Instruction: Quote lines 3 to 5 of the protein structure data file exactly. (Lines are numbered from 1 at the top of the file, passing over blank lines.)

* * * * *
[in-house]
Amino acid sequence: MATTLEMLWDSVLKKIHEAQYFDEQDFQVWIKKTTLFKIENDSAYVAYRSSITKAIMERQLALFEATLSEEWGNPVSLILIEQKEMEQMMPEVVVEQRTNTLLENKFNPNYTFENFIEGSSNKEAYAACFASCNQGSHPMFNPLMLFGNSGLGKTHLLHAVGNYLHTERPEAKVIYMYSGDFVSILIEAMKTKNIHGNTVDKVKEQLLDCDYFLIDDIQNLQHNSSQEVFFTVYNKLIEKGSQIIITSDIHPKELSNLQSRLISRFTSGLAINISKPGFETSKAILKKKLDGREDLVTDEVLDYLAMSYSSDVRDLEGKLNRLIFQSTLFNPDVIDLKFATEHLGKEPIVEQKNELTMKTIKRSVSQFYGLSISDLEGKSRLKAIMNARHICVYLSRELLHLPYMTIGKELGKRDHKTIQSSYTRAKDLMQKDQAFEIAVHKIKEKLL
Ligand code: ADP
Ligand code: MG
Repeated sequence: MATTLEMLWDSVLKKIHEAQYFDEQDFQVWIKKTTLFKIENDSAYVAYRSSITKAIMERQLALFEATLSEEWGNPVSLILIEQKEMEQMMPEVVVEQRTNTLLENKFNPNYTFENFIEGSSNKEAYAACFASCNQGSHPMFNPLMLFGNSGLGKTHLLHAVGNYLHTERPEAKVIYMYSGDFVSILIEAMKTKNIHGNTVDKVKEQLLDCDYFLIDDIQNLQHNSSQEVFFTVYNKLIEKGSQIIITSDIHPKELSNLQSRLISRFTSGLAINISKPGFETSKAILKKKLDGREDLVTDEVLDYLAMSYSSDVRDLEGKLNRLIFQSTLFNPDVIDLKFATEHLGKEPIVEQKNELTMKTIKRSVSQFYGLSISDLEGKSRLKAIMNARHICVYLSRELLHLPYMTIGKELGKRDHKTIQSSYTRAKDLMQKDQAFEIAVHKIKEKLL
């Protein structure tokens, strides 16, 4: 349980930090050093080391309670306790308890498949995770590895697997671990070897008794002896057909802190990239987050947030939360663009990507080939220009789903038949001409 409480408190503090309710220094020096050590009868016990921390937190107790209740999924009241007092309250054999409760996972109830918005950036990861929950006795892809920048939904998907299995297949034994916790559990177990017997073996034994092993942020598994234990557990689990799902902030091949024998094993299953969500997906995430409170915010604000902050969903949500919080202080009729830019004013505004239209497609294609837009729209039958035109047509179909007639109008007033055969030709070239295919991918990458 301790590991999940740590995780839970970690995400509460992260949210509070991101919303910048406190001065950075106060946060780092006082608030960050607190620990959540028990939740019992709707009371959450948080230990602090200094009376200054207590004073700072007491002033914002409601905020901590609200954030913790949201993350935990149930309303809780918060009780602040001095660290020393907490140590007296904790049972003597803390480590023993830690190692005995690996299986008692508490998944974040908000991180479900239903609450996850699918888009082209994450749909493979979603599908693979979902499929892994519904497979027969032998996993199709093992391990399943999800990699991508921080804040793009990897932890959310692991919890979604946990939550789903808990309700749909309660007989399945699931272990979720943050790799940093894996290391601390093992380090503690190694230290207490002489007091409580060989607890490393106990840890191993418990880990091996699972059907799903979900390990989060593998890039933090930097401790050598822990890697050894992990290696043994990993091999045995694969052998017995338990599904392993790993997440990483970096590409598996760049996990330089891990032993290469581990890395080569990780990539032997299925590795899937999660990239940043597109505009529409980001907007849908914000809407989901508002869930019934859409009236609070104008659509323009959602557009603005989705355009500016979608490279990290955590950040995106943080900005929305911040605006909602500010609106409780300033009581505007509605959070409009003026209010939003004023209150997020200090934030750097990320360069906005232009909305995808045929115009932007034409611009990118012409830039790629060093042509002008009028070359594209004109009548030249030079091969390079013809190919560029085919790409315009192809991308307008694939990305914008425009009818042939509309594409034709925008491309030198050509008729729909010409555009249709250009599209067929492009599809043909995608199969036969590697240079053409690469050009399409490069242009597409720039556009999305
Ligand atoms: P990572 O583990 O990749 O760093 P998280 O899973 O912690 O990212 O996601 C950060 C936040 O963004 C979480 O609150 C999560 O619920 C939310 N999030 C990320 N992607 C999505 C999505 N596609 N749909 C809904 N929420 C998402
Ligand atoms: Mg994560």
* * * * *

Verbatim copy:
Ligand code: ADP
Ligand code: MG
Repeated sequence: MATTLEMLWDSVLKKIHEAQYFDEQDFQVWIKKTTLFKIENDSAYVAYRSSITKAIMERQLALFEATLSEEWGNPVSLILIEQKEMEQMMPEVVVEQRTNTLLENKFNPNYTFENFIEGSSNKEAYAACFASCNQGSHPMFNPLMLFGNSGLGKTHLLHAVGNYLHTERPEAKVIYMYSGDFVSILIEAMKTKNIHGNTVDKVKEQLLDCDYFLIDDIQNLQHNSSQEVFFTVYNKLIEKGSQIIITSDIHPKELSNLQSRLISRFTSGLAINISKPGFETSKAILKKKLDGREDLVTDEVLDYLAMSYSSDVRDLEGKLNRLIFQSTLFNPDVIDLKFATEHLGKEPIVEQKNELTMKTIKRSVSQFYGLSISDLEGKSRLKAIMNARHICVYLSRELLHLPYMTIGKELGKRDHKTIQSSYTRAKDLMQKDQAFEIAVHKIKEKLL